Totnes Town Mill
Totnes Town Mill - a brief history:
There are three known sites of mills in Totnes and it is likely that there have been mills here for over 800 years. The present building on Coronation Road probably dates from the 16th century and is on the site of what was once a significant milling complex. Milling was central to the economy of the community from the earliest times, not only for the grinding of corn for flour but also malt for beer and the fulling of cloth.
The first written reference to mills in Totnes was in 1133. A document of 1447 tells of the See (sea ie. tidal) Mill and a pool for which the Lord of Toton (Totnes) paid rent to the Lord of Dartington. There are many later references in the 15th century specifically mentioning the Town or See Mill. The tidal water was likely to have been supplemented by fresh water taken off the river at a weir further upstream. In 1559 the Mayor and Burgesses of Totnes purchased the Manor of Totnes which gave them jurisdiction over all the mills in the Manor. By 1783 the corn mills were leased to James Harrison. In 1808 Charles Vancouver notes that “….a mile above the bridge… a powerful mill-race is taken up to serve a corn and fulling mill, which is situated a little above the bridge at Totnes.” In 1823 the mills were leased to William and Thornton Bentall, gentlemen, and Thomas and Joseph Hakewill, who were fullers. During the 1880’s the woollen mill became a warehouse but the Town Mill, which had two waterwheels, continued to function as a corn mill. By 1906 the wheel on the west side appears to have been derelict. At about the same time, the original waterwheel on the east side was taken out of use and a water turbine was installed to generate electricity (this was removed in 1995 and can now be seen in the adjacent garden, together with one of the mill stones). In 1937 the derelict wheel was removed and that part of the leat was filled in to make way for the new Coronation Road. The Mill continued as a working mill until 1945, but then the whole of the mill equipment was cleared away. The Mill premises remained as part of a bacon factory (which also occupied the former woollen mill premises) and were used for storage and offices until 1990.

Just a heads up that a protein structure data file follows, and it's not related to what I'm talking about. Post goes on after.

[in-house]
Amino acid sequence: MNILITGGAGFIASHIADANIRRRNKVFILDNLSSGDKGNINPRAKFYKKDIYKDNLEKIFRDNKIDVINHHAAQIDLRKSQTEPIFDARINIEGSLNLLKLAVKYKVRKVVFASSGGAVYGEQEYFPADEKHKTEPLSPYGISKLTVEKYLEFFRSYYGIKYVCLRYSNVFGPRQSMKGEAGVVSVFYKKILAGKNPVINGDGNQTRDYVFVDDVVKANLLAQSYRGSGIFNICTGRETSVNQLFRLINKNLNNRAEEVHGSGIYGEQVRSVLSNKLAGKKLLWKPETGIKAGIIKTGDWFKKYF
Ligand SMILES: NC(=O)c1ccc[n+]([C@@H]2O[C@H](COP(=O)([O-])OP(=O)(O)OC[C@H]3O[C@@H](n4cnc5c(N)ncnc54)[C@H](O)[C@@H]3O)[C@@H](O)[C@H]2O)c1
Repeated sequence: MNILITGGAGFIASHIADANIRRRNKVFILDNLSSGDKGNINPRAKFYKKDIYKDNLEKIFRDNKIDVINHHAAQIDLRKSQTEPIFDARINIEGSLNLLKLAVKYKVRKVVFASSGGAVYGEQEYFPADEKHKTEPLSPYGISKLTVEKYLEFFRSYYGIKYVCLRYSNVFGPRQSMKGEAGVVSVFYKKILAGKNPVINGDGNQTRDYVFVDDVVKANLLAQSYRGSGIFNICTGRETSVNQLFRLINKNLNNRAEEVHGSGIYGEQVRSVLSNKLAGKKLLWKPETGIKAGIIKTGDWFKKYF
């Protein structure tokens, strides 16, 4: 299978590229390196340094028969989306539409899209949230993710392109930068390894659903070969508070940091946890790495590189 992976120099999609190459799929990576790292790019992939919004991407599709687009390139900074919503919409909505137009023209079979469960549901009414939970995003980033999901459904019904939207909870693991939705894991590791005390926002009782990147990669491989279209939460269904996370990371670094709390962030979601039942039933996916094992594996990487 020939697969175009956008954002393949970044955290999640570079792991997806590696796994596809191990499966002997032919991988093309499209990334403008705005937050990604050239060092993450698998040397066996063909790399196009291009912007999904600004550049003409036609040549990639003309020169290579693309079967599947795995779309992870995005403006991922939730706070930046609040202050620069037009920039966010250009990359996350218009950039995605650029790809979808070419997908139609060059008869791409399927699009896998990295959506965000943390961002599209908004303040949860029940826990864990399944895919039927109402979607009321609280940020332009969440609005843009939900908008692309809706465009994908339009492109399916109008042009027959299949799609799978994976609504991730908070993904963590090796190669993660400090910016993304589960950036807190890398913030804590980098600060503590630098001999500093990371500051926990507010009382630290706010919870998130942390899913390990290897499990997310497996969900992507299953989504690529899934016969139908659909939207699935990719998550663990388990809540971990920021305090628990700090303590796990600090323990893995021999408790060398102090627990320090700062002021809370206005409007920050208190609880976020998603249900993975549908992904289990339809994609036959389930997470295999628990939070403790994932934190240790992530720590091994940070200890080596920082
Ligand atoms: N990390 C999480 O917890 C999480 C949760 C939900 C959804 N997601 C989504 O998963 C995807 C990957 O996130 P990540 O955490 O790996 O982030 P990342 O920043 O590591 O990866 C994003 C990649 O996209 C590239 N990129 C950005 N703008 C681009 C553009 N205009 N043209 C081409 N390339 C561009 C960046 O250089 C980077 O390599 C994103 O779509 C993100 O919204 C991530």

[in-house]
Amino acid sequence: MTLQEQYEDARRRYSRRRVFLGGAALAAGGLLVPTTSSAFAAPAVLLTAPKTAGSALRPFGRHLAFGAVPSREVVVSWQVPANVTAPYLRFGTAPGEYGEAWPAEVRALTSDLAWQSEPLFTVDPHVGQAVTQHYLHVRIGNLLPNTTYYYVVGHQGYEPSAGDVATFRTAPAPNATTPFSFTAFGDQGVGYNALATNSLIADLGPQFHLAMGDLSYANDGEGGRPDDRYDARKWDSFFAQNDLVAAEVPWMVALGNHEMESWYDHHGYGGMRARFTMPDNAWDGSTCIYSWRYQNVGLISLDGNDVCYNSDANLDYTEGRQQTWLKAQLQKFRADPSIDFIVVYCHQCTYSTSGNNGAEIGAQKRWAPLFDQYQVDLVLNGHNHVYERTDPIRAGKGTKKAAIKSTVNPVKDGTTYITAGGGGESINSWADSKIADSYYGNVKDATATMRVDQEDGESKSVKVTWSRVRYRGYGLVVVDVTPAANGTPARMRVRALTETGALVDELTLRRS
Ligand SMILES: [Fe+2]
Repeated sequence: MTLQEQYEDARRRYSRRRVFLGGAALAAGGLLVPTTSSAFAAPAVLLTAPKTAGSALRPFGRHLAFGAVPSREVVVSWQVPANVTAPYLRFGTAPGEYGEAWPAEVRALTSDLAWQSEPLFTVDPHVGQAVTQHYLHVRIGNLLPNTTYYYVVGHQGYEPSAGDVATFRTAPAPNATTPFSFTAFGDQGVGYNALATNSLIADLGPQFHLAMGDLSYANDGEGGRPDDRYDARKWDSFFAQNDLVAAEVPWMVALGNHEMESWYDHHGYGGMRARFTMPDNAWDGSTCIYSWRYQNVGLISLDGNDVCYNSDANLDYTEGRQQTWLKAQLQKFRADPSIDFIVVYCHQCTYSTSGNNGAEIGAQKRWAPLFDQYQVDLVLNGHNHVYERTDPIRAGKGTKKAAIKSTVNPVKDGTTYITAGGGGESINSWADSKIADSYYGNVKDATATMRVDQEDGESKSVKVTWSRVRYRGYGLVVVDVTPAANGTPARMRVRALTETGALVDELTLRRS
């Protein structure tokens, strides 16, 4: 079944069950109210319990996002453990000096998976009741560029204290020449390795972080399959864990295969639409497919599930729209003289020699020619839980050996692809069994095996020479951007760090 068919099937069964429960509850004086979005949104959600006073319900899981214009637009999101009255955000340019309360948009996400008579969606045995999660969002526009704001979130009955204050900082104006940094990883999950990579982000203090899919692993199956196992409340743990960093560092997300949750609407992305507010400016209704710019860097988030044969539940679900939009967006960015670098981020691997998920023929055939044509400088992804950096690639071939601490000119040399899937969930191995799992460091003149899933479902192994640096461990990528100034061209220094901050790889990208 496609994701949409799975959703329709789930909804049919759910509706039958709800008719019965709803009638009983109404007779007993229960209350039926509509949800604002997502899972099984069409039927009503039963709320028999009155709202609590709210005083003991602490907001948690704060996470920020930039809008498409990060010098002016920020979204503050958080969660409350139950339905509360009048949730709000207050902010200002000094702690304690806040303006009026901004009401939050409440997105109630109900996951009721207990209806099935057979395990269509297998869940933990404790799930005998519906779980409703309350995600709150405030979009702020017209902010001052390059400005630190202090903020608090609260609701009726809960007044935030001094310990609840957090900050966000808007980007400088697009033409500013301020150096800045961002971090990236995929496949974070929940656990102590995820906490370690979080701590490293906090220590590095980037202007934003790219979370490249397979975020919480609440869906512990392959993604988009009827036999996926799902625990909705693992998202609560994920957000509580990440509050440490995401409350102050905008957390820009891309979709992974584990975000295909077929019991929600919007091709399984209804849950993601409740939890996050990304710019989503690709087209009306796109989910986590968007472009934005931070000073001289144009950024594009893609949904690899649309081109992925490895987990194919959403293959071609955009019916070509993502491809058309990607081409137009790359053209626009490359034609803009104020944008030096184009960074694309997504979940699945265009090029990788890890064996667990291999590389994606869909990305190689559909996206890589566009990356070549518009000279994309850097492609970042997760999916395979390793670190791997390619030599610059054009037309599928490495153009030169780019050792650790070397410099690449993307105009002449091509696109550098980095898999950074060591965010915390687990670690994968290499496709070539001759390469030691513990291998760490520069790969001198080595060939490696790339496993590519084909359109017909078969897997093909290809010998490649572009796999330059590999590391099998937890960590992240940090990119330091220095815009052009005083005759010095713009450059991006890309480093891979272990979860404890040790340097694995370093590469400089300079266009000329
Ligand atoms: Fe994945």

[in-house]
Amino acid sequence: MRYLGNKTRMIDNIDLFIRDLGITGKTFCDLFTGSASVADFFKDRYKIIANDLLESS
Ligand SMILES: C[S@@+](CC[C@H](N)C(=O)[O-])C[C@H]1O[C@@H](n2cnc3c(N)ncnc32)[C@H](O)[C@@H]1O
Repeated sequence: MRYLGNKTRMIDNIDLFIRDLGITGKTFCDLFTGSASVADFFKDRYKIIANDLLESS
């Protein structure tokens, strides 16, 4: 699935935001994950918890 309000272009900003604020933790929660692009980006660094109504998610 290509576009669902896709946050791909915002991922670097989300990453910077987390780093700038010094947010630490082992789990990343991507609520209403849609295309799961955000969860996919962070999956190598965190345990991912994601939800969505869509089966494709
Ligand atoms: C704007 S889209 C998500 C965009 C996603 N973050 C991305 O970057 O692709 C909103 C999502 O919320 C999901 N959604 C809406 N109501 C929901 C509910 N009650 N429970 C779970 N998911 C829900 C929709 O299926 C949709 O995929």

Fortunately, in 1978, the Town Mill became listed as a ‘Building of Historic Interest’ and in 1991 the Totnes and District Preservation Trust purchased the building for £1 from Safeway Stores plc. who were redeveloping the bacon factory site. (Also at that time the former woollen mill building was divided into residential apartments and offices). Restoration of the Town Mill began in 1995 and was completed in 1997. The Totnes Town Mill Trust (registered no.1059695) was formed to take a long lease of the premises and ensure their appropriate use and preservation. Currently, the Totnes Information Centre and the Totnes Image Bank (photographic archive and display) occupy the accessible public areas in the building.
Entry free when the Information Centre is open. Open six days a week throughout the year but times do vary. Please check opening hours by phoning the above number before travelling to visit.